MMA Capital Management
For the first time in quite a while, MMA Capital Management reported some negative news, disclosing a material loan loss that reduced book value by about $1 per share. The news sent the stock lower but not for long as investors used the dip as a chance to pick up more shares. Word of MMA’s hidden assets and growing earnings stream seems to be spreading, as company shares are holding above GAAP book value for the first time in many years. Book value remains understated as the company has not yet recognized any income from its management of low income housing tax credit properties, though millions in fee revenue has accrued. The company’s huge buyback authorization remains in place, though the company seems to be taking a more cautious approach to buying back stock than it has in years past. I expect continued book value growth this year as the company continues to transition from a collection of disparate but valuable assets into a true operating company.
Ferronordic Machines AB Preferred
One of the more unusual ideas I have ever come across is preferred shares of Ferronordic Machines AB. (I suspect a few of you have looked at your portfolios only to see the ticker FNMA and wondered if I’ve lost my mind buying Fannie Mae. No, it’s Ferronordic.) A Swedish company, Ferronordic Machines is the authorized dealer of Volvo construction equipment and Terex trucks in the Russian Federation. The company deals in new and used vehicles and also supplies parts and support services. Ferronordic was founded in 2010 and expanded rapidly. The company issued a series of preferred stock in 2013 to provide growth capital in anticipation of an eventual IPO of its common shares. The preferred stock would be convertible into common shares in an IPO at a discounted rate. Well, the Russian economy ran into trouble, profits plunged, and no IPO would occur. Here is where things get interesting! The preferred stock has some neat features. First, the coupon increases by SEK 10 annually. The annual coupon is now SEK 110 and will top out at SEK 180 in 2023. Second, the delayed IPO has caused the effective value of the preferred stock in a conversion to increase to the maximum SEK 1,300 from the original SEK 1,150. In the event that a holder elects not to convert to common stock in an IPO, the preferred stock is redeemable by the company at a price of SEK 1,200.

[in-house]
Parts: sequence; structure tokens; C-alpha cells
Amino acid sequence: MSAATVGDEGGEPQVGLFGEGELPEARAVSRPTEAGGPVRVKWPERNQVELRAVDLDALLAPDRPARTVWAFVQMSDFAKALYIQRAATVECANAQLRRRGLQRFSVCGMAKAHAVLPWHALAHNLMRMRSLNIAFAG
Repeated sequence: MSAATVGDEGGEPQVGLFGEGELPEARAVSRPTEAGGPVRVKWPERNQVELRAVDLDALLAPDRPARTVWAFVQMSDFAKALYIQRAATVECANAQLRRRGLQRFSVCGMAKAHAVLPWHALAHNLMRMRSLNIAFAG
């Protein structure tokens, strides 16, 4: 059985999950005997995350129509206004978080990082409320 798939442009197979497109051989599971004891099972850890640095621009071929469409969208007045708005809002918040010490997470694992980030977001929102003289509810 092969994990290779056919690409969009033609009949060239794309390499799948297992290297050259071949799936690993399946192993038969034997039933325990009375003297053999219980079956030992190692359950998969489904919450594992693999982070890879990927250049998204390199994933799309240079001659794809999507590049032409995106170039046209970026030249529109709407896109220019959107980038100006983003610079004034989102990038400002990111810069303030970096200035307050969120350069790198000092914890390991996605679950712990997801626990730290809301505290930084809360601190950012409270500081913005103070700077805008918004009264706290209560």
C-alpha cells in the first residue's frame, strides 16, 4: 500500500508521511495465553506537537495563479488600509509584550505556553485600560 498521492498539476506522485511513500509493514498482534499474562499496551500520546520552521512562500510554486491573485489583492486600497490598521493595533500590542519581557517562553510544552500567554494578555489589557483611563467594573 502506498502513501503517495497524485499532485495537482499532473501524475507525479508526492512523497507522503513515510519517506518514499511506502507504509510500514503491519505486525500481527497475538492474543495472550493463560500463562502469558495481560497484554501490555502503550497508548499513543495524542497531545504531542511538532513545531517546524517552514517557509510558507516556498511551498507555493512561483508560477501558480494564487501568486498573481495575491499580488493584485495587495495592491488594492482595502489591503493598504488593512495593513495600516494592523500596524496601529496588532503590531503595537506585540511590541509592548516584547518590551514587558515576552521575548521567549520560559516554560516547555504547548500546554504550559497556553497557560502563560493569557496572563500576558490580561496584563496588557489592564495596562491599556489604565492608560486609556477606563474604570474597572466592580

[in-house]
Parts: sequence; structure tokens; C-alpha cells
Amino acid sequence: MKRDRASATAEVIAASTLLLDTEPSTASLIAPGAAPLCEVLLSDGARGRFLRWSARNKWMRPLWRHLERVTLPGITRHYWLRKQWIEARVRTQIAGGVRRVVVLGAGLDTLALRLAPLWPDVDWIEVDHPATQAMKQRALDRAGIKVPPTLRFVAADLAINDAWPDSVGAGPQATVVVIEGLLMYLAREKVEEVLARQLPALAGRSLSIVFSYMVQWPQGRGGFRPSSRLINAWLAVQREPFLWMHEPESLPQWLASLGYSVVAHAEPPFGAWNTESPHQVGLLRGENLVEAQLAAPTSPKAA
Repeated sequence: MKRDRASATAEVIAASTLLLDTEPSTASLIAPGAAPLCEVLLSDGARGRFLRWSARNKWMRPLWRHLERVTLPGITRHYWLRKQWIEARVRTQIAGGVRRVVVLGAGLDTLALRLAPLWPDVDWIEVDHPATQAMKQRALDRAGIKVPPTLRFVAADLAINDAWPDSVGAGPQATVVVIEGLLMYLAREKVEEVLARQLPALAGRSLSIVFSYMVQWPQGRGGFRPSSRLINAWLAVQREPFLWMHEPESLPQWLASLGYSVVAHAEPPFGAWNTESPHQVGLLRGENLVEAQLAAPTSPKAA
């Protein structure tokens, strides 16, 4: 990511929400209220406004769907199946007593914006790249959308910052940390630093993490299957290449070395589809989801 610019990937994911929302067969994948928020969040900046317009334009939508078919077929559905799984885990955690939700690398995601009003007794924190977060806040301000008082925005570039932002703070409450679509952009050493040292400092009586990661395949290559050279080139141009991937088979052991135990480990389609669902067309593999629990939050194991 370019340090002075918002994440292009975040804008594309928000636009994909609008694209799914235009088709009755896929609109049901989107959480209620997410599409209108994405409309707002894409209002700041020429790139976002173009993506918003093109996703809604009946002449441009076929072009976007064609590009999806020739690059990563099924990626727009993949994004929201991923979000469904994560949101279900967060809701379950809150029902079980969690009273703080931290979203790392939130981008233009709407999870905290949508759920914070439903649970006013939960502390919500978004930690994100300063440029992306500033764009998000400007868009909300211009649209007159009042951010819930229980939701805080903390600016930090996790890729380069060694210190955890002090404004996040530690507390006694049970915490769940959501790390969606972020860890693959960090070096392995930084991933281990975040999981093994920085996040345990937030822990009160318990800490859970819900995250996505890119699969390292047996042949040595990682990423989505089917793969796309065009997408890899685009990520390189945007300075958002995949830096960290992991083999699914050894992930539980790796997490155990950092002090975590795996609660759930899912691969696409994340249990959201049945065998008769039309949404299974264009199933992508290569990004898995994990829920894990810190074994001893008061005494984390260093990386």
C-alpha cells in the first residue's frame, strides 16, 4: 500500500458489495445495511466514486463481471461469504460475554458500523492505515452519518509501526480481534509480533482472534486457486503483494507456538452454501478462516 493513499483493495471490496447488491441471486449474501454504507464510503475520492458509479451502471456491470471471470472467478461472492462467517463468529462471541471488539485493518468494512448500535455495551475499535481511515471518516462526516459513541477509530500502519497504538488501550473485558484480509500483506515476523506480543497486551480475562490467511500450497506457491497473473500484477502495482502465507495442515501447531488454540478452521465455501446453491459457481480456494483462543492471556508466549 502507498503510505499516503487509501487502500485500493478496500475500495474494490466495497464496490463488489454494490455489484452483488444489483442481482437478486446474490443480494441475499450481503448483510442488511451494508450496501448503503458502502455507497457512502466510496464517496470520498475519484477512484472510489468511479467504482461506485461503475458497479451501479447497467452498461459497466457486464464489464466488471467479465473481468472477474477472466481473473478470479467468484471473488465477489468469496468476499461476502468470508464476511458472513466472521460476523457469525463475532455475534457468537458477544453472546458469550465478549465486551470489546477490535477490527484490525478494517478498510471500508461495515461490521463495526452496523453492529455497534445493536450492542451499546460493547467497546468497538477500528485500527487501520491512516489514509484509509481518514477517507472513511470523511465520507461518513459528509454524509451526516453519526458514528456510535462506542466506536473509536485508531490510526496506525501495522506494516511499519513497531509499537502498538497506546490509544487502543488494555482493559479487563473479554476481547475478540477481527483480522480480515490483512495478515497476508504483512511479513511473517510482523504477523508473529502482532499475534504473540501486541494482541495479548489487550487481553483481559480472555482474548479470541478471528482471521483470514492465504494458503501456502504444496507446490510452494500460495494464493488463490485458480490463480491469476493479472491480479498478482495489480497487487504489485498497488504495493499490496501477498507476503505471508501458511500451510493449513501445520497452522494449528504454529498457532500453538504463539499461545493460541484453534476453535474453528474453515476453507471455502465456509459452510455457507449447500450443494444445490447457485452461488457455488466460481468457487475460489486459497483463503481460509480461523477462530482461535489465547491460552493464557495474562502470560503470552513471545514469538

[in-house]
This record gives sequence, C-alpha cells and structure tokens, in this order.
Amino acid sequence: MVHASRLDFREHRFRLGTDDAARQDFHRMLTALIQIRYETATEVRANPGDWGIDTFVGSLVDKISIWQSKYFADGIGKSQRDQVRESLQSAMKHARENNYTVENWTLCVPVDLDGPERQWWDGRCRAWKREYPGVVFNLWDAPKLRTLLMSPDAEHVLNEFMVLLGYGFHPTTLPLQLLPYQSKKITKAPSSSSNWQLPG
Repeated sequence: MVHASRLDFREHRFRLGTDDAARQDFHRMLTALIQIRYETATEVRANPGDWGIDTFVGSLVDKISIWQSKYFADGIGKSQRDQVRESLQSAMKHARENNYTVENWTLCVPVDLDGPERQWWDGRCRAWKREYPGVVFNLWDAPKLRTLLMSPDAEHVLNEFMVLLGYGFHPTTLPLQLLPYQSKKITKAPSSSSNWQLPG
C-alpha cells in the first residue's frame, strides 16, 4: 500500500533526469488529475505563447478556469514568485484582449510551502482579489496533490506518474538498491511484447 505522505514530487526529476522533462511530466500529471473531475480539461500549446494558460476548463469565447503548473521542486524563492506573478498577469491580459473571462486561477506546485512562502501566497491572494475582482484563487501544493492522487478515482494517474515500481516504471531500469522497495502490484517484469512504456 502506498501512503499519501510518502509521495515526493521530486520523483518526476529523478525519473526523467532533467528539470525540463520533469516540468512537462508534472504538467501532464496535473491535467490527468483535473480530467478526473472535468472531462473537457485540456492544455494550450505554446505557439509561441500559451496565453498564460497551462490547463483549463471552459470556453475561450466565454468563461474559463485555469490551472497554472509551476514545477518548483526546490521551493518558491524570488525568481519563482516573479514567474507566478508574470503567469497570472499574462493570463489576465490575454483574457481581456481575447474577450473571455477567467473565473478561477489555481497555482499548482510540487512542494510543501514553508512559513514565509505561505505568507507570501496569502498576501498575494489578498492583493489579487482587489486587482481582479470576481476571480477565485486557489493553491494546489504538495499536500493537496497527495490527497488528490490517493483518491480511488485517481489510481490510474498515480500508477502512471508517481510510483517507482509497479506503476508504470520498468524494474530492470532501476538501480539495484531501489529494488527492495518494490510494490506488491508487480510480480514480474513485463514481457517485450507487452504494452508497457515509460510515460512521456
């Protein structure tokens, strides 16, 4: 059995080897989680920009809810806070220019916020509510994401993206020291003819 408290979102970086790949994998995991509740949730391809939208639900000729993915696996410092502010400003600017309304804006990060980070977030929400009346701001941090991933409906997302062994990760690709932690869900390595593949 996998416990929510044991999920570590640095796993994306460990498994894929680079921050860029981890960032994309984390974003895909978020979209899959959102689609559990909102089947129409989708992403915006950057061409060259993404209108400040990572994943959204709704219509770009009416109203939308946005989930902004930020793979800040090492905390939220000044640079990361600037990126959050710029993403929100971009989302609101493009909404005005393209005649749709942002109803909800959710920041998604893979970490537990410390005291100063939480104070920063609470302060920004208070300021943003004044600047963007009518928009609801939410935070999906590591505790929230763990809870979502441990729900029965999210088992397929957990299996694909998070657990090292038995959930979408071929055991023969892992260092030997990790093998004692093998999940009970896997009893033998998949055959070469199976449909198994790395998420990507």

Ferronordic Machines AB preferred shares trade at SEK 945. This represents a discount of 21% to liquidation/redemption value and 27% to conversion value, as well as a current dividend yield of 11.6%. Because the annual dividend will only increase, this is a very expensive source of financing for Ferronordic Machines. The company has every incentive to restructure these preferreds via an IPO or share exchange. An IPO is no longer a remote possibility as recovering market conditions have allowed the company to return to profitability. Ferronordic Machines used the downturn to become as efficient as possible and to pay down debt to a net cash position, so the preferred stock sits in a favorable position in Ferronordic’s capital structure. For the preferred shares to be worth their full 1,200 redemption value, Ferronordic Machines AB must be worth at least 3.4x trailing EBIT. This is a very low hurdle. At the current price, Ferronordic preferred shares offer a potential IRR of 15%+ from rising dividend payments alone, and substantially higher if the company can pull off an IPO at some point in the coming years.